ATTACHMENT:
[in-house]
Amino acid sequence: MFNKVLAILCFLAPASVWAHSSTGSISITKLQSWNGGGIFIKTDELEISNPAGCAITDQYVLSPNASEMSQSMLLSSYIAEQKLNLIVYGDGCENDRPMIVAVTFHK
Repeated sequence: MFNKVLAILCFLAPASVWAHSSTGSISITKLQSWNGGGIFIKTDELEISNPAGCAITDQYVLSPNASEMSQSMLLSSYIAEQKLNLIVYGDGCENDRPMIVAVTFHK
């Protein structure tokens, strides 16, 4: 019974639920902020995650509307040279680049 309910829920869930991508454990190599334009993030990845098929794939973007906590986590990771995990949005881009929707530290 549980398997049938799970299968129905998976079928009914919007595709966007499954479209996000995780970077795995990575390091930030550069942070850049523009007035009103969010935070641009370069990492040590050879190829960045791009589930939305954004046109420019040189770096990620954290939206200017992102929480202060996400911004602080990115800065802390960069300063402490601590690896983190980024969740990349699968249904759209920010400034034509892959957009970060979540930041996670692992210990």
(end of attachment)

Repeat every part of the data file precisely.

[in-house]
Amino acid sequence: MFNKVLAILCFLAPASVWAHSSTGSISITKLQSWNGGGIFIKTDELEISNPAGCAITDQYVLSPNASEMSQSMLLSSYIAEQKLNLIVYGDGCENDRPMIVAVTFHK
Repeated sequence: MFNKVLAILCFLAPASVWAHSSTGSISITKLQSWNGGGIFIKTDELEISNPAGCAITDQYVLSPNASEMSQSMLLSSYIAEQKLNLIVYGDGCENDRPMIVAVTFHK
């Protein structure tokens, strides 16, 4: 019974639920902020995650509307040279680049 309910829920869930991508454990190599334009993030990845098929794939973007906590986590990771995990949005881009929707530290 549980398997049938799970299968129905998976079928009914919007595709966007499954479209996000995780970077795995990575390091930030550069942070850049523009007035009103969010935070641009370069990492040590050879190829960045791009589930939305954004046109420019040189770096990620954290939206200017992102929480202060996400911004602080990115800065802390960069300063402490601590690896983190980024969740990349699968249904759209920010400034034509892959957009970060979540930041996670692992210990």